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Just over four years ago, in a supermarket far, far away, Harvard basketball coach Tommy Amaker bumped into Zack Rosen’s dad shopping while a high school basketball tournament was going on in Trenton, N.J.

It was chronicled in an investigative piece by the New York Times on some potentially dirty recruiting by the Harvard basketball program.

“We really should get Zack up to Harvard,” Amaker reportedly said to Rosen’s father about recruiting the high school stud.

Or, as I like to imagine, it went a little something like this:

Darth Vader: Luke, you do not yet realize your importance. You have only begun to discover your power. Join me, and I will complete your training. With our combined strength, we can end this destructive conflict and bring order to the galaxy.

Luke: I’ll never join you!

Darth Vader: If you only knew the power of the Dark Side.

If only Zack had known the power. Had he joined the Dark Side, he could have won his first Ivy League title last year. He could be well on his way to the NCAA tournament this season. He could be on a nationally ranked team.

No regrets, right?

Harvard is the antagonist to the Ivy saga this year — a growing danger, challenging the “traditional” Ivy power structure of Penn and Princeton.

In a short period of time, Harvard has become the Yankees, the Cowboys, the Heat of the Ivy League — the team everyone loves to hate. Why?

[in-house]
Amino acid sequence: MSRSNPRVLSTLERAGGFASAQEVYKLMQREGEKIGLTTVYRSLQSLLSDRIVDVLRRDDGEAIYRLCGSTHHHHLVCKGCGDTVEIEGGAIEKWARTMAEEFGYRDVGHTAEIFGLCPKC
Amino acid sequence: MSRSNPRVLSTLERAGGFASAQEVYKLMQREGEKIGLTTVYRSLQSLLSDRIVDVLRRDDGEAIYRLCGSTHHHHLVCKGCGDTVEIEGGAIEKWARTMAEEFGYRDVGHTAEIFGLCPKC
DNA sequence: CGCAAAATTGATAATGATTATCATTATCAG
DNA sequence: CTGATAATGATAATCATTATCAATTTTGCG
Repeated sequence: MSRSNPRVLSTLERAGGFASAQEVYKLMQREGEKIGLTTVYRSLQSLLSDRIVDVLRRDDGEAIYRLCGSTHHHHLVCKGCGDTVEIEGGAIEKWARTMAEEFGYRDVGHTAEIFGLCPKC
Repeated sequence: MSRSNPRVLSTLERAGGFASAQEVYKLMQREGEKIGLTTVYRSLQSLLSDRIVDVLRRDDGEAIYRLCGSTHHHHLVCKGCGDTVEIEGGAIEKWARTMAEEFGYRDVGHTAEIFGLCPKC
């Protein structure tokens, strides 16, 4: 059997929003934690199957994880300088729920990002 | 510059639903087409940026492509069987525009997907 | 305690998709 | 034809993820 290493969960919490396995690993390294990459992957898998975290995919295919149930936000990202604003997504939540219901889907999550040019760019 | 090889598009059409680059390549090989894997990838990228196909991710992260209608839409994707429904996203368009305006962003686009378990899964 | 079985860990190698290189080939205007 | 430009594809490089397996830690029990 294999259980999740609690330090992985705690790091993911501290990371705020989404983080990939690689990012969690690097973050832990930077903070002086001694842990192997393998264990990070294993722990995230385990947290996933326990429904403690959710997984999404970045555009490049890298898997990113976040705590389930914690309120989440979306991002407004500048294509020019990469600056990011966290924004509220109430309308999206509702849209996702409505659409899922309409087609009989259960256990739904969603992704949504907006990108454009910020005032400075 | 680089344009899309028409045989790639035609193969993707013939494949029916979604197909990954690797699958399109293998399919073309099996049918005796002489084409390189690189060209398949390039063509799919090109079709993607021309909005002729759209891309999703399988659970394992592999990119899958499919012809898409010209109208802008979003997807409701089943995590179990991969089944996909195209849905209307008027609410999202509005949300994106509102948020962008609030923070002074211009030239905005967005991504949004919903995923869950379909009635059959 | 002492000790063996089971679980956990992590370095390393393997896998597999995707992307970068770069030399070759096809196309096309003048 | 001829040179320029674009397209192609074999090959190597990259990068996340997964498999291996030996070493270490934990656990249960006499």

Many complain about Harvard’s rise. Perhaps it was predicated on some less-than-proper recruiting. Maybe Amaker has ruffled a few feathers along the way. Who cares?

The Crimson are the league’s target for no reason other than the fact that they win. The same is true of Penn football, which the rest of the league despises simply because of the Quakers’ dominance over the last two decades.

Honestly, it’s more fun this way. Penn fans complain about the recent drought of Ivy titles, but isn’t a little more league parity fun? There’s a new favorite and a new challenger each year.

Every league needs a villain. Even more, a villain is exactly what Penn basketball needs.

CALDER SILCOX is a senior science, technology and society major from Washington, D.C., and is a former Senior Sports Editor of The Daily Pennsylvanian. He can be reached at

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